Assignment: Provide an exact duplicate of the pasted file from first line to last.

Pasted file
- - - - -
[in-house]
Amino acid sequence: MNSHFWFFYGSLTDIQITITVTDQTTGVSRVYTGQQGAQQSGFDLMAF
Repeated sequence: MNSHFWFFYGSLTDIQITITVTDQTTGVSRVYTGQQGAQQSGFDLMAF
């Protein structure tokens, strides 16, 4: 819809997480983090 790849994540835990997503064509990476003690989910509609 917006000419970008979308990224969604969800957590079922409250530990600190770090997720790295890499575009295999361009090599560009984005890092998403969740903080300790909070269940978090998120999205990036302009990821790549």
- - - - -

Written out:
[in-house]
Amino acid sequence: MNSHFWFFYGSLTDIQITITVTDQTTGVSRVYTGQQGAQQSGFDLMAF
Repeated sequence: MNSHFWFFYGSLTDIQITITVTDQTTGVSRVYTGQQGAQQSGFDLMAF
């Protein structure tokens, strides 16, 4: 819809997480983090 790849994540835990997503064509990476003690989910509609 917006000419970008979308990224969604969800957590079922409250530990600190770090997720790295890499575009295999361009090599560009984005890092998403969740903080300790909070269940978090998120999205990036302009990821790549």